The Value of Loyalty

Loyalty gets a bad wrap today amongst those who fancy themselves leftists. It sounds old-world, it is associated with Monarchism and maintaining the status quo at all costs. And it’s true that loyalty is a conservative value – if you want to keep things the same and maintain existing categories, it’s important not to turn on your friends or have your friends turn on you every time you might do something that people think is wrong.

It’s easy to see the downsides of loyalty – when people are supported because of who they are rather than what they say, that looks like turning off our critical faculties. And certainly instances where there has been too much loyalty have been a major cause of stagnation in society, and this isn’t really good for anybody.

But, if you don’t have enough loyalty, you are likely to live in a world which is very unstable. Especially if you exist in social situations where categories are constantly being blurred and shifted, you could always do or say something which isn’t up to date with the consensus. And if the actions of people are interpreted only on the basis of their immediate content, (i.e. treating everyone “equally”), good people can quickly be excluded. This is bad for everybody, both because some amount of stability is required for flourishing, and also because it might result in people who could continue to contribute positively to a group being excluded.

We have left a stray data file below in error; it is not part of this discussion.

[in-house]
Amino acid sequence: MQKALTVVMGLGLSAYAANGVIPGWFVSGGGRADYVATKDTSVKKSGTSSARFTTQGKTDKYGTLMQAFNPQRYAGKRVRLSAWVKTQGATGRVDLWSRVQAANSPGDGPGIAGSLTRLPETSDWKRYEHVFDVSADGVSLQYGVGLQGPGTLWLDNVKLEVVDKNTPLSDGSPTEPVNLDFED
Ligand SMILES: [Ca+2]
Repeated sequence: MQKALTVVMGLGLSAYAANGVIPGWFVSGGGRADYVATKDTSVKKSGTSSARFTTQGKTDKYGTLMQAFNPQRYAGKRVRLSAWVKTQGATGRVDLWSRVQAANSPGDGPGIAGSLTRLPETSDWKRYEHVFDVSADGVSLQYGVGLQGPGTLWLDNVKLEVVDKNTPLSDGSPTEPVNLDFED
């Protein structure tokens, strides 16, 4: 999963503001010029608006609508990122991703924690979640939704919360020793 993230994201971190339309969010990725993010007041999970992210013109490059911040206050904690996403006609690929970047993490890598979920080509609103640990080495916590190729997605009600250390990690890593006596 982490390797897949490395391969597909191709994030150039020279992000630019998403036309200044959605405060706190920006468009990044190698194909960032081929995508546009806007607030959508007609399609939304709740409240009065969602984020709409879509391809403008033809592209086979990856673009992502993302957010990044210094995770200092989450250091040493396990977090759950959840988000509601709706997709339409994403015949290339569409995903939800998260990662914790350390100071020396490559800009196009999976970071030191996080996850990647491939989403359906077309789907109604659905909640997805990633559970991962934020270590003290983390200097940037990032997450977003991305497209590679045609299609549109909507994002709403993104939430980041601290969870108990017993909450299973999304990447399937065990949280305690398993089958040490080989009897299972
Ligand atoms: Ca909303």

Being loyal to someone means interpreting their actions not only immediately, but in the context of their character – something you know because you’ve known them over time. I think most of us recognize that people have characters, and that not everything they do manifests their main personality traits. And recognizing this means, strangely, not treating everyone equally – but treating people as the kinds of things which have histories and futures. And we don’t know the history or future of people we don’t know – so there is no use being loyal towards them.

The converse of loyalty, I’m not sure it has a name, but it would be something like deciding to generally ignore, not follow, and even oppose the actions of people who you have judged to be of poor character. There is always the danger that your judgement is wrong, but that isn’t an excuse not to make one. Having loyalty to the wrong people will pull you down, will prevent you from flourishing. And, will probably prevent them from flourishing as well – because your loyalty towards their bad character is supporting it. If someone of bad character is abandoned by their friends, they might take this as a cue to change their character. People can transform themselves, and enabling the indefinite delay of this is not a positive thing for anyone.

We sometimes say “when things go wrong, then you find out who your real friends are”. And, normally we might think of this in terms of the people who “really care about you”. But this might be wrong – maybe the loyalty that is expressed in crisis situations is not a matter of “care”, but a judgement of character and an act of mutual self-preservation. Certainly care can be manifest, but it might be a mistake to take it as the ground level motivation for the expression of loyalty.


One Comment

  1. “The converse of loyalty, I’m not sure it has a name, but it would be something like deciding to generally ignore, not follow, and even oppose the actions of people who you have judged to be of poor character.”

    Maybe the term for this is not being a sucker, or being wise enough to avoid idiots and to confound the plans of madmen


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